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Old 01-19-2007, 06:32 AM
 
Location: Central Fl
2,903 posts, read 11,361,617 times
Reputation: 2871

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The nature of insurance I always thought is to spread the risk throughout the widest amount of people you have, to keep the cost down for all.

Here in New York, our rates went up after the Florida hurricanes......some here would say that was wrong, and some say that was B.S......but it did happen. I am NOT saying that it was wrong, I'm just stating a fact. I doubt that if there were no hurricane damage for the next few years they would lower rates.....

What has always irked me is that up here, when we have icestorms, all rates go up, although I've never ever placed a claim. Part of that reason is that I bought the best, strongest gutters and stormdoors at 3 times the cost, so they hold up in an icestorm. The people who put in claims are those who buy the $59 storm doors, then cry when they blow off.

Getting back to Florida, do you get a break on rates if you have hurricane shutters, stronger roofs, etc?? Just wondering.

BTW, I've been shopping for homeowners insurance for the new house.....boy it IS different down there......wide difference in prices, etc.

Thanks, Frank D.
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Old 01-19-2007, 06:48 AM
 
41 posts, read 132,294 times
Reputation: 30
Quote:
Originally Posted by faithfulFrank View Post
The nature of insurance I always thought is to spread the risk throughout the widest amount of people you have, to keep the cost down for all.

Here in New York, our rates went up after the Florida hurricanes......some here would say that was wrong, and some say that was B.S......but it did happen. I am NOT saying that it was wrong, I'm just stating a fact. I doubt that if there were no hurricane damage for the next few years they would lower rates.....

What has always irked me is that up here, when we have icestorms, all rates go up, although I've never ever placed a claim. Part of that reason is that I bought the best, strongest gutters and stormdoors at 3 times the cost, so they hold up in an icestorm. The people who put in claims are those who buy the $59 storm doors, then cry when they blow off.

Getting back to Florida, do you get a break on rates if you have hurricane shutters, stronger roofs, etc?? Just wondering.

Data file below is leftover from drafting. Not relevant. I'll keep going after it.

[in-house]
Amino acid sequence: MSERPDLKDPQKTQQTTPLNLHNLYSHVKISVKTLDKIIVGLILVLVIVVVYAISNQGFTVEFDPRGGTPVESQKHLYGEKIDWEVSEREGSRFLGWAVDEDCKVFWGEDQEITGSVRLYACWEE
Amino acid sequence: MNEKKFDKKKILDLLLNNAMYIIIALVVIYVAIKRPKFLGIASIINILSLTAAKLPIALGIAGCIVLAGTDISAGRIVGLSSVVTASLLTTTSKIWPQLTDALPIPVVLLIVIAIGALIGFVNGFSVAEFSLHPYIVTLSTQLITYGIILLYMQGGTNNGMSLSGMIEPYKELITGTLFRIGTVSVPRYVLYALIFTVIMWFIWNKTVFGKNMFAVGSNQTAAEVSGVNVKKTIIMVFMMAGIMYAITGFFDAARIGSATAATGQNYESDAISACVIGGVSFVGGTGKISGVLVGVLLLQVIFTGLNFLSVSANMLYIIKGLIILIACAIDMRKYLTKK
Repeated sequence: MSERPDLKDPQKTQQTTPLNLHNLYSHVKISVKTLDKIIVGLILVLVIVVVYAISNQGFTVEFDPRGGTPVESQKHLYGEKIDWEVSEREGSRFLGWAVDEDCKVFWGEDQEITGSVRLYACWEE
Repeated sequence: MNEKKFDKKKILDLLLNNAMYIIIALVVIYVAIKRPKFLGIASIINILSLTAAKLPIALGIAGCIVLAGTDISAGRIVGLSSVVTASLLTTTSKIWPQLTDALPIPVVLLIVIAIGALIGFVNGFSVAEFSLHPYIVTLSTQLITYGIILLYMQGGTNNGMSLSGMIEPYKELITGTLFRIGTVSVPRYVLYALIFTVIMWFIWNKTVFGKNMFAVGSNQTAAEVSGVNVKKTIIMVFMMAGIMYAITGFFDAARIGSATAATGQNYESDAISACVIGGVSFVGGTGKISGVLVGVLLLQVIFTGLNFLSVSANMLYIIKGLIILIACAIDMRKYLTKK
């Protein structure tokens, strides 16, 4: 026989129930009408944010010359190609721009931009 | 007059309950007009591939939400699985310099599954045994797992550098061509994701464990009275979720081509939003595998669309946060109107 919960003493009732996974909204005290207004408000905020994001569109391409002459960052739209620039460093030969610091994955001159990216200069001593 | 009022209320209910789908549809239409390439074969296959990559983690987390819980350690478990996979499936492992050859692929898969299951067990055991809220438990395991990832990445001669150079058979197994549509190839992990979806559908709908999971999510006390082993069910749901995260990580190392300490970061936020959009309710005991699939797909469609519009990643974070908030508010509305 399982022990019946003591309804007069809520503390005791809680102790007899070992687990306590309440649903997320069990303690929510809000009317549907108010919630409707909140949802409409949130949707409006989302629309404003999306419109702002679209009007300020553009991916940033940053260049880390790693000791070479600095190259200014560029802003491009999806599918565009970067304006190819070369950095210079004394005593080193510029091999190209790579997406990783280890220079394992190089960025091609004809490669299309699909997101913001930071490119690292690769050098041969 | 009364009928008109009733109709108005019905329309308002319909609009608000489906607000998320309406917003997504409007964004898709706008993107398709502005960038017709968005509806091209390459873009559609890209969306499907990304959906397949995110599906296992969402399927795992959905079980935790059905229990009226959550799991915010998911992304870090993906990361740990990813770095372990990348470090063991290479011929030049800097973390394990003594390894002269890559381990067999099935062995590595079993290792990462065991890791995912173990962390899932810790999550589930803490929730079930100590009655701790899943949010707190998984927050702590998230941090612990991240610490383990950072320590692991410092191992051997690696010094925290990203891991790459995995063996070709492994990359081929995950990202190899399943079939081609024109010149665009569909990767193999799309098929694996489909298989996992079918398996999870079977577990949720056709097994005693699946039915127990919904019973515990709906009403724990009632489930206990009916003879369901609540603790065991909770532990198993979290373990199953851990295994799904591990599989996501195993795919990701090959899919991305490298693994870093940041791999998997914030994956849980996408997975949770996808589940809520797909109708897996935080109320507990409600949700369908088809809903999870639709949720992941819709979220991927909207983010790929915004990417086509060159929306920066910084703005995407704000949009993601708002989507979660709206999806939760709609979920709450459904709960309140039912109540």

BTW, I've been shopping for homeowners insurance for the new house.....boy it IS different down there......wide difference in prices, etc.

Thanks, Frank D.
An insurance co. should give you a discount for hurricane shutters. They are now required on new construction. Codes have improved to make homes more wind resistant, consequently rates are cheaper for newer homes. Insurance on a new home away from the coast is much cheaper than insurance on a similar but older home near the coast.


The state is now offering free home inspections in many counties to determine how to make your home more wind proof. You are then required to take the suggestions to your insurance co. for discounts if you make the improvements. The state then pays 1/2 the cost of any improvements you dicide to make. For info go to mysafefloridahome.com

The bottom line is that not all homes have the same wind resistance. Hurricane shutters, hip roofs, roof tie downs, wind resistant doors, etc. will all lower your insurance rate.
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Old 01-21-2007, 07:02 AM
 
431 posts, read 2,009,325 times
Reputation: 311
Default Insurance Companies are FOR profit

Quote:
Originally Posted by SunshineState View Post
I personally met with Governor Crist last week and he has vowed not to raise taxes or put ANY of the burdens of the insurance crisis into any type of tax increase. I don't know why anyone would suggest that we, the people carry more of the burden (that should be placed on the insurance industry) back on to the citizens of this state in the form of taxes or any assessments. We take all the risk and pay all the premiums while the insurance industry is laughing all the way to the bank in the form of BILLIONS!! That's Billions with a "B" If they (the insurance industry) doesn’t want to be in the business of "risk" they should sell sneakers, not INSURANCE!

in·sur·ance defined: Coverage by a contract binding a party to indemnify another against specified loss in return for premiums paid.
Oh please, I know. I worked as an insurance adjuster for many many years, including State Farm. Let me tell you, they are in business to make money. Period. They will try to nickel & dime every single claim because it affects their bottom dollar. I totally agree with what you said. Everything is all well and good when they collect your premiums year after year, but as soon as you file a claim, they either increase your premium or drop you. What kind of contract is that?!
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Old 01-21-2007, 03:03 PM
 
Location: Central Florida
800 posts, read 2,874,783 times
Reputation: 307
Quote:
Originally Posted by pslOldTimer View Post
An income tax is prohibited by the Florida Constitution. Politicians cannot impose one on their own; it would take consent of the voters, and I kinda think that might be difficult to achieve. I wouldn't worry about it, much.

I'm with you. I don't see voters seeking to change our Constitution to impose a State Income Tax here in Florida!
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